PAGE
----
• Dulce Kersting, “’In all Truthfullness as I Remember it’: Deciphering Myth and Memory in Cowboy Memoirs” (2013)
  • Kristopher Skelton, “Trapped in the Fur Trade: Debt Bondage in the Rocky Mountains, 1822-1827(2013)
  • Shari Condit, “The Women of Home and Equality: Constructing Their Own Utopias in the Pacific Northwest” (2013)
  • Kelly Ann Krench, “Transportation and the Transformation of a Small Town: Wagon Roads, Trains, Pavement and the Development of Colton, Washington” (2011)
  • Paul Warden, “Reorganize or Perish: William Edgar Borah and the Republican Civil War, 1930-1936” (2011)
  • Todd M. Sulloway, “Repatriation, NAGPRA, and Cultural Resource Management: A Case Study of the Confederated Tribes of the Umatilla Indian Reservation” (2011)
  • Rachel Johnson, “The Navajo Special Program in the Pacific Northwest: Educating Navajo Students at Cehmawa Indian Boarding School, 1946-57” (2010)
  • Michael Stewarts, “Carpet Bagger Trailblazers in the Pacific Northwest: The Lives of Simon Barclay Conover and William F. Prosser” (2010)
  • Jeannine Schneider, “Colliding Cultures: The Changing Landscapes of Mission San Francisco Solano, 1823-1846” (2010)
  • Benjamin Smith, “Public Participation and the Northwest Power Act of 1980” (2008)
  • Laura Arata, "Embers of the Social City: Business, Consumption, and Material Culture in Virginia City, Montana, 1863–1945" (2007)
  • Lindsay Thompson, "From the Rocky Mountains to the Ho Chi Minh Trail: Montana's Reaction to the Vietnam War" (2006)
  • Lynette Scriver, "Lemhi Shoshone of Idaho Territory: Mormons, Gold, Treaties, and an Executive Order, 1855 to 1875" (2008)
  • Patrick M. King, "Labor and Mechanization: The Hop Industry in Yakima Valley, 1866–1950" (2008)
  • Melissa Williams, "Those Who Desire Very Much to Stay: African Americans and Housing in Vancouver, Washington, 1940 to 1960" (2007)
  • Cara Lynn Kaser, "A Narrative and Survey Report of Historic Church Buildings in Latah County, Idaho" (2007)
  • Lee Ann Hall, "Making Plutonium, Re-Making Richland: Atomic Heritage and Community Identity, Richland, Washington, 1943–1963" (2007)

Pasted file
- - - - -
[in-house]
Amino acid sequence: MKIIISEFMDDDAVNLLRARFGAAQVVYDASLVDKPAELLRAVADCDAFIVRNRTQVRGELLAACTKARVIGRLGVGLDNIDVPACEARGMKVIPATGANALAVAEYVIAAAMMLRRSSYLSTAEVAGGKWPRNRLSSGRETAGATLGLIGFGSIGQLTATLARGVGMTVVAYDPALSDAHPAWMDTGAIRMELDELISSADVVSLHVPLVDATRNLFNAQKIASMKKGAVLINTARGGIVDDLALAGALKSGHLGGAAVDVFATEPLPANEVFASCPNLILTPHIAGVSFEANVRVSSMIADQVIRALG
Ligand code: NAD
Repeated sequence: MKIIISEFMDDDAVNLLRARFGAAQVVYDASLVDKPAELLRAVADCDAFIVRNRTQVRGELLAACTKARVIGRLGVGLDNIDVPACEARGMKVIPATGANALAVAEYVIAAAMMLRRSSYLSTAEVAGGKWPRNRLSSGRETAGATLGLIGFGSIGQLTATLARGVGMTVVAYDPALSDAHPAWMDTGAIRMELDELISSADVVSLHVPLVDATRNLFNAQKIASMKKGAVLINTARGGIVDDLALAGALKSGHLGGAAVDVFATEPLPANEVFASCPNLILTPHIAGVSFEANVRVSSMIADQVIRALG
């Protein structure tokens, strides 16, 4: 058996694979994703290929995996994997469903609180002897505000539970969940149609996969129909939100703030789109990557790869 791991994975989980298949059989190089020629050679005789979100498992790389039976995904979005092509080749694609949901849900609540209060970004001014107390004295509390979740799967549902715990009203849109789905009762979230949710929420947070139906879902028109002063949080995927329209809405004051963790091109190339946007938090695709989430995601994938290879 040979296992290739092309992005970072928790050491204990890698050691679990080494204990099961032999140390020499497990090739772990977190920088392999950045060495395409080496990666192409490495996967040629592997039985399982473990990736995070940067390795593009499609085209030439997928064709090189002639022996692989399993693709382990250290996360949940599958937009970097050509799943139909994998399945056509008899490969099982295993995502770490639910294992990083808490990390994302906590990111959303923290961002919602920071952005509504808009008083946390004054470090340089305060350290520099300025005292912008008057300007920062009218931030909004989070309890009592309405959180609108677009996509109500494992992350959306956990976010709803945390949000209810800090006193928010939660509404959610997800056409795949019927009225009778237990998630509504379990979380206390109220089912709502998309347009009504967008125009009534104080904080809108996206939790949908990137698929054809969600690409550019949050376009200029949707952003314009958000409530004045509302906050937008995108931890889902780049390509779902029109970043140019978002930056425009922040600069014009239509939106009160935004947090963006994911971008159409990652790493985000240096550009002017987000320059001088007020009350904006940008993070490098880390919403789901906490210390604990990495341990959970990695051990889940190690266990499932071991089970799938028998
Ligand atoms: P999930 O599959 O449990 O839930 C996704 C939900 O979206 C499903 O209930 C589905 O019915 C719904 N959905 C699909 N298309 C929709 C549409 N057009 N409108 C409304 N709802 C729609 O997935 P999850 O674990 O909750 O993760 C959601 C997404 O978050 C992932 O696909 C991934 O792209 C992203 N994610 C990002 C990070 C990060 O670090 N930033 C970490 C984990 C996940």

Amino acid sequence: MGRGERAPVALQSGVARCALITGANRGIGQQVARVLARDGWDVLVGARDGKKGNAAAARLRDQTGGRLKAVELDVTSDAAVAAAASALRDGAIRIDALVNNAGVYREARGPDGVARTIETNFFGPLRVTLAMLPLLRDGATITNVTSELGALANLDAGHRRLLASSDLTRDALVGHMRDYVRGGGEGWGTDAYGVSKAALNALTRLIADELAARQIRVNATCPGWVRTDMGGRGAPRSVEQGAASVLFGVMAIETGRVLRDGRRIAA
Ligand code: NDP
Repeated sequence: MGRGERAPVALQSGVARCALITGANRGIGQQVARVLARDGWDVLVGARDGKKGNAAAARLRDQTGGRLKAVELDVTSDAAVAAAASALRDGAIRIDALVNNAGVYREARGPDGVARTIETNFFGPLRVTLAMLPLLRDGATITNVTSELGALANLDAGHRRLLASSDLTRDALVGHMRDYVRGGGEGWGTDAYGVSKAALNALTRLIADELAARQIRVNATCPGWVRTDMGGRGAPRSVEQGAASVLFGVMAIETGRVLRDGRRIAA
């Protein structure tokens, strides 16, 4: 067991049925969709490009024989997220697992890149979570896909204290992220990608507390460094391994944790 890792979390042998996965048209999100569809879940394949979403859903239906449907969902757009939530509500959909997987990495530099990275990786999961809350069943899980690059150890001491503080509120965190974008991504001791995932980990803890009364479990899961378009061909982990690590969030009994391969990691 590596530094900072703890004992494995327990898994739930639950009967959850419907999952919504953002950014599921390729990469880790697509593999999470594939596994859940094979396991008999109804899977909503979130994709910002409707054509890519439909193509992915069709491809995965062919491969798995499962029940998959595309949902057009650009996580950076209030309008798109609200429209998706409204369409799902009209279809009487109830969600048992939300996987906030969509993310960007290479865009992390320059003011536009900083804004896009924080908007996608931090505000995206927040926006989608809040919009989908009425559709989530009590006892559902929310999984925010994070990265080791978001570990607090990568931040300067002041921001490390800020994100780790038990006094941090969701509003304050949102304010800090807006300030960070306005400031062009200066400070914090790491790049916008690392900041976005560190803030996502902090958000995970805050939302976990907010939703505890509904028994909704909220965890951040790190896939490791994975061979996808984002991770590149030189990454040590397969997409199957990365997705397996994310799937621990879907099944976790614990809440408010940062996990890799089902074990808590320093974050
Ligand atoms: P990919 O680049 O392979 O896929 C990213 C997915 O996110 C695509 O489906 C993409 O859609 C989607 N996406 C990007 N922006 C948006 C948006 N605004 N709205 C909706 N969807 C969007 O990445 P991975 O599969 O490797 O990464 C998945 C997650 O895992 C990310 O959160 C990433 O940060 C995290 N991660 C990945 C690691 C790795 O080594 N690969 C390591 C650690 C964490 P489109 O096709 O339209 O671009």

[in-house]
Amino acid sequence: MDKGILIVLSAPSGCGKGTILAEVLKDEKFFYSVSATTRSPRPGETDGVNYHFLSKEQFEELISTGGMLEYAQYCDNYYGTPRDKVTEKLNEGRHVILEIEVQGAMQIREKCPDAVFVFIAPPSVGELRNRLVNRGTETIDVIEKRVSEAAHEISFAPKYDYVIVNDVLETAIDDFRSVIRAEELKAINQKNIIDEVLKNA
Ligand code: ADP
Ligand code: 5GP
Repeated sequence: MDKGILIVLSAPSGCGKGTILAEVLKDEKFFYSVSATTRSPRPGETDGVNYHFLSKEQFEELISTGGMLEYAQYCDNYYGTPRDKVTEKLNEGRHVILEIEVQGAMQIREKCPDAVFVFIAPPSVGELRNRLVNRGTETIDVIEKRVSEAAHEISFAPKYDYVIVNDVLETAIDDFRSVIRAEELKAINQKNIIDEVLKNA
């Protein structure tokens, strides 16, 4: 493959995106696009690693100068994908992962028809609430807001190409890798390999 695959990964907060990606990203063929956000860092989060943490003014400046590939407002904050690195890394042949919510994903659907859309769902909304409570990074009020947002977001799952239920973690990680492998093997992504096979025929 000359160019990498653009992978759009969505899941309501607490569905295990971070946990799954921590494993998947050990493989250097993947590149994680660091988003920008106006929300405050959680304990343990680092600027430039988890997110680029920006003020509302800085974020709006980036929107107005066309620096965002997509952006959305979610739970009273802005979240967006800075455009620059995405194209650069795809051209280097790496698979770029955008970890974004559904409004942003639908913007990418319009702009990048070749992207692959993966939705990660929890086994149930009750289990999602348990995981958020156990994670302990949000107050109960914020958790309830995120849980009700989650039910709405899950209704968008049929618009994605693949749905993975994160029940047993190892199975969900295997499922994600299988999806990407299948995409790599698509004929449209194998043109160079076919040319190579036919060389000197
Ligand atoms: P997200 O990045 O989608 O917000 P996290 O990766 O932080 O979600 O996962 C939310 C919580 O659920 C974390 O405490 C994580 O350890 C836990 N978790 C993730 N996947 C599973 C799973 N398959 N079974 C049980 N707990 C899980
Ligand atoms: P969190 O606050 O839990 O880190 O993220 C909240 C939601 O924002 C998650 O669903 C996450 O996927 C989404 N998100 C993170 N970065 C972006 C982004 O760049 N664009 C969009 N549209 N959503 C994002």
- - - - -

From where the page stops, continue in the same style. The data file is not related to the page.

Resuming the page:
• Matthew Hansbury, "The Three Trials of the Nisqually Chief Leschi, Governor Isaac I. Stevens, and the Medicine Creek Treaty of 1855" (2006)
  • Rachel Lois Uthmann, "Finding Stability: Post-Soviet Russian Immigrants in Portland, Oregon" (2005)
  • Jon Flashnick, "The Unasked Oregon Question: A Re-Examination of the British Role in the Oregon Boundary Negotiations, 1827-1846" (2005)
  • Summer Hahn, "A Professor's Neighborhood: College Hill, Pullman, Washington, 1893-Present" (2005)
  • Mark Moreno, "Mexican American Gangs, Migration, and Ethnic Identity in Eastern Washington, 1944–2004" (2004)
  • Salina Davis-Pavlovick, "Camp Rimini, Montana, 1939–1944: A History" (2004)
  • Amanda Van Lanen, "It Was a Time When the Promoter Promoted: Irrigation in Wenatchee, Washington, 1890–1908" (2004)
  • Robin Payne, "Reel Disillusion: The New Hollywood of the Late 1960s and 1970s and Its Reflection of Social Discontent" (2004)
  • Any Canfield, "The Pocatello Land Rush of 1902 and the Fort Hall Indian Reservation: A Study of Allotment, Surplus Lands, and Trust-Fund Violations, 1867–1907" (2004)
  • Ben Baughman, "William Craig in Nez Perce Country: Mountain Man, Interpreter, and Indian Agent, 1807–1869" (2003)
  • Tim Zacharias, "Lest We Forget: A Prospographic Analysis of Oregon's Constitutional Convention of 1857" (2003)
  • Norman Turnipseed, "Based on a True Story: Lewis and Clark and the Search for a Useful Past" (2003)
  • Spencer Bryce, "Canyonlands National Park: A Cultural Resource Assessment"
  • Jon Middaugh, "Limiting Mobility: Migrant Farm Workers in the Yakima Valley, Washington, 1965–1975" (2002)

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« Ph.D. Dissertations in Progress
« Recent Dissertations
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Palouse Falls
Washington State University home economics lab, early 1900s. Courtesy of WSU Libraries, MASC.